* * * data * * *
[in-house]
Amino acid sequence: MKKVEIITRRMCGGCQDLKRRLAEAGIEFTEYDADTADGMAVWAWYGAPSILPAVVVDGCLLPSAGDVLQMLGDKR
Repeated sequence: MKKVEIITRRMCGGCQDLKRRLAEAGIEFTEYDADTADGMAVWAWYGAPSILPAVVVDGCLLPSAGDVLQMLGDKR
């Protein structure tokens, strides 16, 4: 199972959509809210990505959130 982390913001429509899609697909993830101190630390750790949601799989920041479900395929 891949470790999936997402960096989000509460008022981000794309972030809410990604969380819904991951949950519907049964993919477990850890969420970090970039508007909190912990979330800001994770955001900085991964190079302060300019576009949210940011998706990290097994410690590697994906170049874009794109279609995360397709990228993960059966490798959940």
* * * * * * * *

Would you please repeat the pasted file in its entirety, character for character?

[in-house]
Amino acid sequence: MKKVEIITRRMCGGCQDLKRRLAEAGIEFTEYDADTADGMAVWAWYGAPSILPAVVVDGCLLPSAGDVLQMLGDKR
Repeated sequence: MKKVEIITRRMCGGCQDLKRRLAEAGIEFTEYDADTADGMAVWAWYGAPSILPAVVVDGCLLPSAGDVLQMLGDKR
């Protein structure tokens, strides 16, 4: 199972959509809210990505959130 982390913001429509899609697909993830101190630390750790949601799989920041479900395929 891949470790999936997402960096989000509460008022981000794309972030809410990604969380819904991951949950519907049964993919477990850890969420970090970039508007909190912990979330800001994770955001900085991964190079302060300019576009949210940011998706990290097994410690590697994906170049874009794109279609995360397709990228993960059966490798959940």